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Posts Tagged ‘JavaScript’

Learning Python and Ruby – Card Object

Let’s work on a personal favorite of mine – Card and Deck objects. This will be the first time I will make an object in Python and Ruby.

The Card object represents a playing card. It has a rank value, a suit value, and a string representation. This will be used later with a Deck object.

JavaScript

function card(rank, suit) {
    this.rank = validateNumber(rank, 12);
    this.suit = validateNumber(suit, 3);
    this.value = cardToString(this.rank, this.suit);
};

function validateNumber(nb, max) {
    if (!isNaN(nb) && nb >= 0 && nb <= max) {
        return nb;
    }

    return Math.floor(Math.random() * (max + 1));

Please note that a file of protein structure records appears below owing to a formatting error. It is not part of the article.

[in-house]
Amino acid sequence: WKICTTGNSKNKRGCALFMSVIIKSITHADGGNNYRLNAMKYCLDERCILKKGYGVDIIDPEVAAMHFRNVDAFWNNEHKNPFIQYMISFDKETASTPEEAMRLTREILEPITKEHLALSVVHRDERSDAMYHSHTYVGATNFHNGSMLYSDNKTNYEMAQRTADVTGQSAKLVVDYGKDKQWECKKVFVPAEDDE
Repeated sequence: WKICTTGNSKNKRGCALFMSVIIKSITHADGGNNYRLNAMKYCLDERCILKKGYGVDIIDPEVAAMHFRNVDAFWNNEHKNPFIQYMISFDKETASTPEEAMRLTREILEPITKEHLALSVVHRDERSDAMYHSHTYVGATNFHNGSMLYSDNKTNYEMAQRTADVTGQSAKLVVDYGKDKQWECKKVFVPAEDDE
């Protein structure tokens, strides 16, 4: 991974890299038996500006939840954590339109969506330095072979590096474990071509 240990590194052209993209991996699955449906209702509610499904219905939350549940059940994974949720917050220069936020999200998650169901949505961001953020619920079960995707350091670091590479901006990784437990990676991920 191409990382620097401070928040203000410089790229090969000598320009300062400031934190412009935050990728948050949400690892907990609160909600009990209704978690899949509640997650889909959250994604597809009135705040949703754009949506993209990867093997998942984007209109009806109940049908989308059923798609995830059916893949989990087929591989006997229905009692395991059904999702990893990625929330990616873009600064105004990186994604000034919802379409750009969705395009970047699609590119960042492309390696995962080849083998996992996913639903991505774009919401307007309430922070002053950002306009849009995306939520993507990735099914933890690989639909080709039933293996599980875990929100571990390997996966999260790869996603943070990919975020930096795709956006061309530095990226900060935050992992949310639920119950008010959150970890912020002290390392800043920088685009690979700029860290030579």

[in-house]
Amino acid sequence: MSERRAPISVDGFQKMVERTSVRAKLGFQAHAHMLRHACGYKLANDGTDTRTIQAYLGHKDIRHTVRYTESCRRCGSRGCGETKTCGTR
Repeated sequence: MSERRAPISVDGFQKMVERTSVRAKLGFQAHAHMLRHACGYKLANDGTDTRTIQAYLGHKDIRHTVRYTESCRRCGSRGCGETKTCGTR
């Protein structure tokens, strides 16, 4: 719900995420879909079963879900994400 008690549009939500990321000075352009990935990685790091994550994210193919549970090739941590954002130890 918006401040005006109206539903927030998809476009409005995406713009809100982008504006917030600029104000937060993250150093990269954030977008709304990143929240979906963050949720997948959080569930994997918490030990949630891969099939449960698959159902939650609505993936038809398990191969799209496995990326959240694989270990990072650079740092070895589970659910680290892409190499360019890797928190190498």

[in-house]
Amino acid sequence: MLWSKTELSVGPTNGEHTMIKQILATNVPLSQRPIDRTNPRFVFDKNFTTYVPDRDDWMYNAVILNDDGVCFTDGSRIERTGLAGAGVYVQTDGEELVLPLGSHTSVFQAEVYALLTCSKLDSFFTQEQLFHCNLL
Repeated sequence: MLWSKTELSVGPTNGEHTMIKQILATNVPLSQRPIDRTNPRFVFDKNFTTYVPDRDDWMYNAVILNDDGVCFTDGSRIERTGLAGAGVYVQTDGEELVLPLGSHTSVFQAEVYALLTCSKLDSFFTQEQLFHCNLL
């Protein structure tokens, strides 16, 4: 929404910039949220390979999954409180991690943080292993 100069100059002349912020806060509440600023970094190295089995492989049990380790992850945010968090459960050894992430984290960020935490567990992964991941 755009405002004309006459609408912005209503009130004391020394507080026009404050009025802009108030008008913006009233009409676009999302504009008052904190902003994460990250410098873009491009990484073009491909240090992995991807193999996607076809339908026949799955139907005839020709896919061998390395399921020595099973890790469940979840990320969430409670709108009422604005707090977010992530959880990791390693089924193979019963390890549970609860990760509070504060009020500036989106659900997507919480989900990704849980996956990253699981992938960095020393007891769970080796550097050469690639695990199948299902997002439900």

};

function cardToString(rank, suit) {
    var ranks = ['Ace', '2', '3', '4', '5', '6', '7', '8', '9', '10', 'Jack', 'Queen', 'King'];
    var suits = ['Spades', 'Hearts', 'Clubs', 'Diamonds'];

    return ranks[rank] + ' of ' + suits[suit];
};

Python

import random

class Card:
    """ Defines a Card object """
    def __init__(self, rank=None, suit=None):
        self.rank = validateNumber(rank, 12)
        self.suit = validateNumber(suit, 3)
        self.value = cardToString(self.rank, self.suit)

def validateNumber(nb, maximum):
    """ Validates a number from 0 up to a specified maximum, or a random one """
    try:
        if nb >= 0 and nb <= maximum:
            return nb
    except:
        pass

    return random.randint(0, maximum)

def cardToString(rank, suit):
    """ Returns the string representation of the specified rank and suit """
    ranks = ['Ace', '2', '3', '4', '5', '6', '7', '8', '9', '10', 'Jack', 'Queen', 'King']
    suits = ['Spades', 'Hearts', 'Clubs', 'Diamonds']

    return '{0} of {1}'.format(ranks[rank], suits[suit])

Ruby